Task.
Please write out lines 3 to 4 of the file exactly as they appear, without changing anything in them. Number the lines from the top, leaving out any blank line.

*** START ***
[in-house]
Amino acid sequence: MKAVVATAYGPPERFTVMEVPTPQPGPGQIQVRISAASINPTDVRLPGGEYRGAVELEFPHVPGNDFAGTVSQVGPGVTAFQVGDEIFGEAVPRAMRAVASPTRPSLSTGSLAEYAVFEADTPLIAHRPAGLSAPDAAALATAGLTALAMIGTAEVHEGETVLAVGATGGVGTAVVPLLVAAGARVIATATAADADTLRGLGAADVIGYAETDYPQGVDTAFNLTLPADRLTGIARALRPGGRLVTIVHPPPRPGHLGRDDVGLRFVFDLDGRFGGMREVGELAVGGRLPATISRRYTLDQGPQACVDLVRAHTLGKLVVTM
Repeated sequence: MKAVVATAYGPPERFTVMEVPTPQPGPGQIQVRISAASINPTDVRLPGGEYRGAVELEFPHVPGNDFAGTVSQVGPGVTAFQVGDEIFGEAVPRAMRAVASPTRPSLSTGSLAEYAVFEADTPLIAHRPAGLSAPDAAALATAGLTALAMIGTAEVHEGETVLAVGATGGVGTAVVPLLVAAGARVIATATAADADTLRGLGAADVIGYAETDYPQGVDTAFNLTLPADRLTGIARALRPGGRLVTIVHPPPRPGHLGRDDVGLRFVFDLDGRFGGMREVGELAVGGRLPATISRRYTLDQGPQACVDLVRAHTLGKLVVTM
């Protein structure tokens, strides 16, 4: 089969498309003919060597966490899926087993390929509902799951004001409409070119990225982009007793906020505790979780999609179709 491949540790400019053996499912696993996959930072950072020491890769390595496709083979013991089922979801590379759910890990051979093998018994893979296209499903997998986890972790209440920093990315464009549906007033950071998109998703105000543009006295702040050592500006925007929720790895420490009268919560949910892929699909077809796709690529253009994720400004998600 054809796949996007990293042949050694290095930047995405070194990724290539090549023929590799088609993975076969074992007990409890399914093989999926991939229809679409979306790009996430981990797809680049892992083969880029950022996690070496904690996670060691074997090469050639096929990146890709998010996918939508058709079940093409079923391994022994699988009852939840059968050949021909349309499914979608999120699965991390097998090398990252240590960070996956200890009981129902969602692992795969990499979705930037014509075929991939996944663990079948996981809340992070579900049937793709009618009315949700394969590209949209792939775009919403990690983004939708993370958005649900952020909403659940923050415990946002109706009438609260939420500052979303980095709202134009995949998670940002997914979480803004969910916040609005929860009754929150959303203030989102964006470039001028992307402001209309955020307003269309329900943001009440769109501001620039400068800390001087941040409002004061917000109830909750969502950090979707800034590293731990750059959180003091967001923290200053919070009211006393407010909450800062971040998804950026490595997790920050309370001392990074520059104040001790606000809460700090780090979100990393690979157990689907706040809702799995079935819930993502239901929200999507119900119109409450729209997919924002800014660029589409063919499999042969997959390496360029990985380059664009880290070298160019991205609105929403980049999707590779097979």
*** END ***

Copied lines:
Repeated sequence: MKAVVATAYGPPERFTVMEVPTPQPGPGQIQVRISAASINPTDVRLPGGEYRGAVELEFPHVPGNDFAGTVSQVGPGVTAFQVGDEIFGEAVPRAMRAVASPTRPSLSTGSLAEYAVFEADTPLIAHRPAGLSAPDAAALATAGLTALAMIGTAEVHEGETVLAVGATGGVGTAVVPLLVAAGARVIATATAADADTLRGLGAADVIGYAETDYPQGVDTAFNLTLPADRLTGIARALRPGGRLVTIVHPPPRPGHLGRDDVGLRFVFDLDGRFGGMREVGELAVGGRLPATISRRYTLDQGPQACVDLVRAHTLGKLVVTM
């Protein structure tokens, strides 16, 4: 089969498309003919060597966490899926087993390929509902799951004001409409070119990225982009007793906020505790979780999609179709 491949540790400019053996499912696993996959930072950072020491890769390595496709083979013991089922979801590379759910890990051979093998018994893979296209499903997998986890972790209440920093990315464009549906007033950071998109998703105000543009006295702040050592500006925007929720790895420490009268919560949910892929699909077809796709690529253009994720400004998600 054809796949996007990293042949050694290095930047995405070194990724290539090549023929590799088609993975076969074992007990409890399914093989999926991939229809679409979306790009996430981990797809680049892992083969880029950022996690070496904690996670060691074997090469050639096929990146890709998010996918939508058709079940093409079923391994022994699988009852939840059968050949021909349309499914979608999120699965991390097998090398990252240590960070996956200890009981129902969602692992795969990499979705930037014509075929991939996944663990079948996981809340992070579900049937793709009618009315949700394969590209949209792939775009919403990690983004939708993370958005649900952020909403659940923050415990946002109706009438609260939420500052979303980095709202134009995949998670940002997914979480803004969910916040609005929860009754929150959303203030989102964006470039001028992307402001209309955020307003269309329900943001009440769109501001620039400068800390001087941040409002004061917000109830909750969502950090979707800034590293731990750059959180003091967001923290200053919070009211006393407010909450800062971040998804950026490595997790920050309370001392990074520059104040001790606000809460700090780090979100990393690979157990689907706040809702799995079935819930993502239901929200999507119900119109409450729209997919924002800014660029589409063919499999042969997959390496360029990985380059664009880290070298160019991205609105929403980049999707590779097979």